Detecting mental illness


It is not easy to detect if someone is having mental health problems.  We are all so busy with our own lives how will we know when someone else is suffering in silence?

Detecting mental ill health early might save the sufferer and their family weeks and months of emotional heartache. The longer it is left untreated the harder it gets to climb back out of the abyss.

If you feel someone you know is acting out of the ordinary, talking about things they would not normally talk about, behaving in a strange way then these might be clues to an underlying problem. Not every strange behaviour and language points to mental health problems but it is better if you dig a bit deeper to see what is going on and if there are any areas where they need help.

Better to be safe than sorry as the saying goes but it is so true. Ask probing questions to the person behaving oddly, find out if there is anything upsetting them. See if they need someone to talk to or maybe they might need professional help. I think it is harder for the ill person to reach out for help than it is for someone else to strike up a conversation with the intention to check on their well being.

I am not saying everyone can figure things out as to what is going on and not everybody will have a medical background to get to the crux of the problem but just reassuring someone or letting them know you are there for them is a good start.  It might take several conversations to get to any meaningful discussion about what is bothering someone. We need to make that time for our friends and family. It must be an awful feeling to think you have nobody to turn to in your time of difficulty. I know some people might not like or be comfortable talking about their problems but it has to be done for the sake of their well being.

“One in four of us will suffer from mental health problems at some point in our lives”

Mental illness affects people differently so it is difficult to pick up if someone is not well but some common signs might be that they are not eating and sleeping as they normally would. Perhaps they are not socialising as much as they used to and prefer to stay on their own more often.

Maybe they are arguing with their family and friends more or get upset quickly or over minor things that otherwise would not bother them. It is not easy to pick up on these clues and may take some time to gather the information but it will help you when talking to the person about the change in them that is worrying you. Maybe they have fallen in with the wrong crowd or resorting to drugs or alcohol if they are not already involved in these activities. Substance abuse is rife in our society and a contributory factor in mental illness. Whatever it is that is ringing alarm bells in your head, it is better to talk it over with them, showing them your concern so that problems can be addressed early on.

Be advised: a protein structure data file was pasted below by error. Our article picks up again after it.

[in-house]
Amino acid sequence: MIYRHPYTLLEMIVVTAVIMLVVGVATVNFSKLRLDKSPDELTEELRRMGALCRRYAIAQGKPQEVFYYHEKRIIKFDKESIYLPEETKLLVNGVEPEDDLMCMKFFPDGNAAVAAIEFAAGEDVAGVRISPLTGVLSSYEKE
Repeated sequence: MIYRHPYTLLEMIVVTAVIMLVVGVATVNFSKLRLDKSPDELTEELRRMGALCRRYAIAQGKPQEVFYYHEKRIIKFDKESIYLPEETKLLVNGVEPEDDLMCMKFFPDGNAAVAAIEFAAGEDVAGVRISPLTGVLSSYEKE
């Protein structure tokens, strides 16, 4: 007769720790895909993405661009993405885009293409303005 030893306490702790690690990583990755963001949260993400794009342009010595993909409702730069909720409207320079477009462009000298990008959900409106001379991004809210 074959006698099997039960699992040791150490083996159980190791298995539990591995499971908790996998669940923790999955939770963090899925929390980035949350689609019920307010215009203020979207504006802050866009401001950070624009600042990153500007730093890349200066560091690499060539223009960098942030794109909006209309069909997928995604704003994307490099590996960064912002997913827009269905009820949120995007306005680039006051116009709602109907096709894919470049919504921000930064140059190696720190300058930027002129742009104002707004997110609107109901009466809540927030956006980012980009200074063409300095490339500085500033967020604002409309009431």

Be there for each other

One in four of us will suffer from mental health problems at some point in our lives but if we have caring people around us, looking out for our wellbeing, providing a shoulder to cry on, our battles will be less heartbreaking to deal with than if we were on our own.

We need to be there for each other, encouraging each other and talking about issues which are bothering us. Bottling up your problems never gets you anywhere, in fact it makes things worse and you might lash out at the wrong person at the wrong time. If you feel someone is not their usual self, talk to them in a gentle manner, let them know you are there for them when they are ready to talk. Deal with uncomfortable conversations now rather than dealing with fights, hallucinations, eating disorders, trouble with the police later on.

If you feel things may get out of hand when talking to someone, it might be an idea to encourage them to write down what they are going through and you can see how best to help them based on that. Some work places offer counselling services and other well being initiatives which is invaluable in this day and age. Often, these services allow you to remain anonymous which will appeal to those who do not want to disclose their identity.

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  1. Being mentally ill too, I can relate to many of the points you have given. I know that not even the most learned of psychiatrists can understand a person’s feeling to his/her voices and hallucinations. And people who have healed from this ordeal should be motivated to work in mental health. The patient becomes the best doctor, so to speak, due to the fact the they would know what a person with psychosis is feeling, relating to their problems in comparison to what he/she felt when ill.

    Whenever I have an appointment with my psychiatrist, there is a sense of extreme déjà vu. Same questions and same outcomes (increase in medication). The mental health system is a shambles and always has been.

    People that have been ill before are stigmatized by the system, not allowing them to help, when they are the only ones who truly can!

  2. I agree with what Naomi said above, adults sometimes themselves don’t even realise they have an issue. When you try to help someone suffering, your efforts can sometimes be rebuffed. It is ready hard.

  3. I agree with you that being there for friends and family who are suffering is important, especially the listening part. It’s critical to develop trust before making suggestions. In my experience, it is very difficult to get adults to get adults to admit that they need help and then go for an appointment. For example, we have battled with getting my schizophrenic brother-in-law to take his meds. We finally realized, due to years of his avoidance, that he needed daily support with this, so he lives in a group home now where he is happy.



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